Families Face Roadblocks In Getting Help For Kids With Developmental Disabilities
FORT WORTH, Texas — At nearly 3 years old, Kenneth Moses spoke fewer than 10 words and didn’t chew his food.
A pediatrician suggested that Kenneth’s parents have him screened for autism. Hudson Moses, Kenneth’s father, told the Fort Worth Star-Telegram the family knew little about autism and was in disbelief leading up to a diagnosis.
“That was a very long wait,” Moses said. “By that time, we realized we needed to educate ourselves on what’s going on, what milestones are and where he should be.”
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Experts say early screenings and referrals for services are keys to a better future for children with delays or disabilities. Such services can help with development, behavior and emotions and result in the child being better prepared for kindergarten.
But many Texas children face barriers to accessing services, such as screenings or even a state-funded Early Childhood Intervention program. Families may be held back by fear, lack of health insurance, or financial and housing instability. The COVID-19 pandemic has also caused barriers to service.
Forty-six percent of Texas children ages 9 months to 35 months received a developmental screening, according to 2018-2019 data from the Anne E. Casey Foundation. The Centers for Disease Control and Prevention recommend that all children should have a developmental screening and formal test even if there are no concerns.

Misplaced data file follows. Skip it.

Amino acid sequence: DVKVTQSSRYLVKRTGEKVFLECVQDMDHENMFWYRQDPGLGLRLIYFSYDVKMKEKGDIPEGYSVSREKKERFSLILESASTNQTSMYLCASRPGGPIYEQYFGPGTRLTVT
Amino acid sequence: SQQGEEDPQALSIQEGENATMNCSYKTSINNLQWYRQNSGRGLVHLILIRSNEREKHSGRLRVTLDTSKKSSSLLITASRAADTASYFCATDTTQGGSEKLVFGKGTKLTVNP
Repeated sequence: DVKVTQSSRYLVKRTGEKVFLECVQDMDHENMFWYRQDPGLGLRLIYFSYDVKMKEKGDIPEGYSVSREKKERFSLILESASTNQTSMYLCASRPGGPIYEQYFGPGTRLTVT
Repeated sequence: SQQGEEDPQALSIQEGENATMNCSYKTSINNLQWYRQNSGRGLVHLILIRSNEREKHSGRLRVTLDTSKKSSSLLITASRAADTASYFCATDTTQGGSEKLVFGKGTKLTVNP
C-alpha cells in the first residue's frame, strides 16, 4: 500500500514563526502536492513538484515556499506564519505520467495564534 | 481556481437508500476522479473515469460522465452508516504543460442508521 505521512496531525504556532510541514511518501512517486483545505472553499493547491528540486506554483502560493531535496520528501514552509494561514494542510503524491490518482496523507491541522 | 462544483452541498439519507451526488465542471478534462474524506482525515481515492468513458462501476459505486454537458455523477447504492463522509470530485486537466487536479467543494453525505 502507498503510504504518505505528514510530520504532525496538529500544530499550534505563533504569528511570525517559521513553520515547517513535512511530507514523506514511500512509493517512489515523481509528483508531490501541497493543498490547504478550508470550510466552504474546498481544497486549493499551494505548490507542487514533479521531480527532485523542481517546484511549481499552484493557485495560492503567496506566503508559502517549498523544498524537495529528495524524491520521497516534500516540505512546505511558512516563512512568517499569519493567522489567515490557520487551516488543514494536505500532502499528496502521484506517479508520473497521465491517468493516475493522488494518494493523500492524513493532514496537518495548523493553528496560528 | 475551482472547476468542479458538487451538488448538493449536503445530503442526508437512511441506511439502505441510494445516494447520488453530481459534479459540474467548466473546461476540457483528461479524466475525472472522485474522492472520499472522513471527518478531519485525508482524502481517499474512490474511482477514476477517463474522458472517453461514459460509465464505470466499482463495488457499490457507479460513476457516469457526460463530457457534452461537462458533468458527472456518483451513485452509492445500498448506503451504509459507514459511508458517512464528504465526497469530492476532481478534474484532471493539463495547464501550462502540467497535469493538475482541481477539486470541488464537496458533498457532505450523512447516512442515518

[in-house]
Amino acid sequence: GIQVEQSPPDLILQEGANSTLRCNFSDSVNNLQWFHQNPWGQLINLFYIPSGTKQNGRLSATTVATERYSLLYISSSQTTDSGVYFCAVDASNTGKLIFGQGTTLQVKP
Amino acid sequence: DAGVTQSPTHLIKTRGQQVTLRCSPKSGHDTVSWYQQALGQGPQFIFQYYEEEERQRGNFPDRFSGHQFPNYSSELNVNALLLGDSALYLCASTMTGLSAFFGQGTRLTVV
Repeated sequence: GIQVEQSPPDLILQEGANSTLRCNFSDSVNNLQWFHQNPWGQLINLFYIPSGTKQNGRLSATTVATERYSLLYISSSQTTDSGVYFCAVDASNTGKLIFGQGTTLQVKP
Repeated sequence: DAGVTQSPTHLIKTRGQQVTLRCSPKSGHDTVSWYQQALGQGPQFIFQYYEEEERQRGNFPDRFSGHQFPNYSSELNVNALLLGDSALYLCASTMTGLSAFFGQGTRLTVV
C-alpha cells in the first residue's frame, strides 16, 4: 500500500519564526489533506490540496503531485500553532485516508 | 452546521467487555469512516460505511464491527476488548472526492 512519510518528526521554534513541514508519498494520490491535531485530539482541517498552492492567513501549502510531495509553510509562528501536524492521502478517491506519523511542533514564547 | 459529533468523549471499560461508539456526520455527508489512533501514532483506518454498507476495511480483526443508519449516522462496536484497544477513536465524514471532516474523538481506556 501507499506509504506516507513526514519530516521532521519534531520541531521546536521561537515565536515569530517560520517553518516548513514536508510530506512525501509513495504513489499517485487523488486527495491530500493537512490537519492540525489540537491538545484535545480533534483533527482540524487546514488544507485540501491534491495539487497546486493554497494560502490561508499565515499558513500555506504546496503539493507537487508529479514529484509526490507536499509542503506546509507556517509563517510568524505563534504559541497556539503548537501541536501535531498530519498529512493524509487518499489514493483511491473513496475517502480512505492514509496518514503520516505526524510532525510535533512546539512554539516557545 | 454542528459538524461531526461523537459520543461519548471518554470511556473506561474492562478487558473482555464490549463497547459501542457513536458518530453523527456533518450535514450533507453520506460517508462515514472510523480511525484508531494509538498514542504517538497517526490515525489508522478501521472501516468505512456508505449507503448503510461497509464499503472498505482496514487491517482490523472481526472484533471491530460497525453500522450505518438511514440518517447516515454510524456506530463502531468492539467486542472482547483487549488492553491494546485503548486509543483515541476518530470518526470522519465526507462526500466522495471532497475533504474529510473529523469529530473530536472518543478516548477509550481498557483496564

While pediatricians are able to help families with concerns on child development, continuous health care can be a challenge for some families. Dr. Christina Robinson, medical director at the University of North Texas Health Science Center’s pediatric mobile clinic, has noticed patients facing multiple barriers to care.
The mobile clinic works to help families living in underserved communities in Tarrant County by traveling to schools, community centers and organizations. Some families may have language barriers, are unemployed or have suddenly lost medical benefits.
“We have noticed that there is usually not just one barrier, but layers of barriers our families are struggling with,” Robinson said. “When one barrier may not exist one time, the next time you see them another barrier might be there when the other one hasn’t resolved.”
Barriers facing families
At the Pediatric Mobile Clinic, Robinson remembers seeing a 2-year-old who wasn’t maintaining eye contact and was not verbal. The mother thought the behavior was normal because the child was young.
“I’ve seen parents who came in with concern and have been concerned for a while. Some of their concerns have been not heard, even though they have brought them up with others,” Robinson said. “I’ve also seen children where they thought what was happening with their child was normal.”
When a family with a young child visits the Pediatric Mobile Clinic, they are met with a doctor and a Healthy Steps specialist. The team conducts screenings to understand developmental delays, social determinants of health and possible adverse childhood experiences. They have meetings with families to educate them on issues and direct them to services, such as those available through the Early Childhood Intervention program.
Healthy Steps, a national program, works to address childhood development by partnering with pediatricians. The program has specialists working with doctors at the Pediatric Mobile Clinic, JPS Pediatric Clinic and Cook Children’s specialty clinics. The organization found that even if children visit a pediatrician, many across the U.S. may not have access to resources or services.